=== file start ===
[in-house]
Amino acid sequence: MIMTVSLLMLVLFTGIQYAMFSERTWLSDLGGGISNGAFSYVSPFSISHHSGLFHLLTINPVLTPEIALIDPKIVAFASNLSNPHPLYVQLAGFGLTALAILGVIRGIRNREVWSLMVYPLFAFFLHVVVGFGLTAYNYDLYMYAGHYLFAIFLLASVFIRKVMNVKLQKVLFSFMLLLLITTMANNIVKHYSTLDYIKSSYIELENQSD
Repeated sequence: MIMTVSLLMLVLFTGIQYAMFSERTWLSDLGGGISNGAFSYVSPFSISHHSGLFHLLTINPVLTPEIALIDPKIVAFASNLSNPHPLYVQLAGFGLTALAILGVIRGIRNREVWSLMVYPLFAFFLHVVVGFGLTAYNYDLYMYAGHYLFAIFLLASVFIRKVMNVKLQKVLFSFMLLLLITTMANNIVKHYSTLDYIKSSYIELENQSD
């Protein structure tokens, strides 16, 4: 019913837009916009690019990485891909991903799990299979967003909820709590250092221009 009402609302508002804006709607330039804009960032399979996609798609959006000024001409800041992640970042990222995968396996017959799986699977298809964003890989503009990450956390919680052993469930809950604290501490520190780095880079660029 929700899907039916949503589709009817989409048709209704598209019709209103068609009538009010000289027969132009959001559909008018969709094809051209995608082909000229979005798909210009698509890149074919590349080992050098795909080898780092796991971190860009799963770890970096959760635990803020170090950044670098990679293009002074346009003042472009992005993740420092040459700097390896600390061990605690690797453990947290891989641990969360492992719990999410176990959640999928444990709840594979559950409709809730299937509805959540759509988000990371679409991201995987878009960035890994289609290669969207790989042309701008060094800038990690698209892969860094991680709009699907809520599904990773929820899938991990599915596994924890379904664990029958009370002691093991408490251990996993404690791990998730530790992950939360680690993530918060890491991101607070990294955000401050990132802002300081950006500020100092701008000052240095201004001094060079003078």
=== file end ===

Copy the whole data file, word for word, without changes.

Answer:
[in-house]
Amino acid sequence: MIMTVSLLMLVLFTGIQYAMFSERTWLSDLGGGISNGAFSYVSPFSISHHSGLFHLLTINPVLTPEIALIDPKIVAFASNLSNPHPLYVQLAGFGLTALAILGVIRGIRNREVWSLMVYPLFAFFLHVVVGFGLTAYNYDLYMYAGHYLFAIFLLASVFIRKVMNVKLQKVLFSFMLLLLITTMANNIVKHYSTLDYIKSSYIELENQSD
Repeated sequence: MIMTVSLLMLVLFTGIQYAMFSERTWLSDLGGGISNGAFSYVSPFSISHHSGLFHLLTINPVLTPEIALIDPKIVAFASNLSNPHPLYVQLAGFGLTALAILGVIRGIRNREVWSLMVYPLFAFFLHVVVGFGLTAYNYDLYMYAGHYLFAIFLLASVFIRKVMNVKLQKVLFSFMLLLLITTMANNIVKHYSTLDYIKSSYIELENQSD
């Protein structure tokens, strides 16, 4: 019913837009916009690019990485891909991903799990299979967003909820709590250092221009 009402609302508002804006709607330039804009960032399979996609798609959006000024001409800041992640970042990222995968396996017959799986699977298809964003890989503009990450956390919680052993469930809950604290501490520190780095880079660029 929700899907039916949503589709009817989409048709209704598209019709209103068609009538009010000289027969132009959001559909008018969709094809051209995608082909000229979005798909210009698509890149074919590349080992050098795909080898780092796991971190860009799963770890970096959760635990803020170090950044670098990679293009002074346009003042472009992005993740420092040459700097390896600390061990605690690797453990947290891989641990969360492992719990999410176990959640999928444990709840594979559950409709809730299937509805959540759509988000990371679409991201995987878009960035890994289609290669969207790989042309701008060094800038990690698209892969860094991680709009699907809520599904990773929820899938991990599915596994924890379904664990029958009370002691093991408490251990996993404690791990998730530790992950939360680690993530918060890491991101607070990294955000401050990132802002300081950006500020100092701008000052240095201004001094060079003078």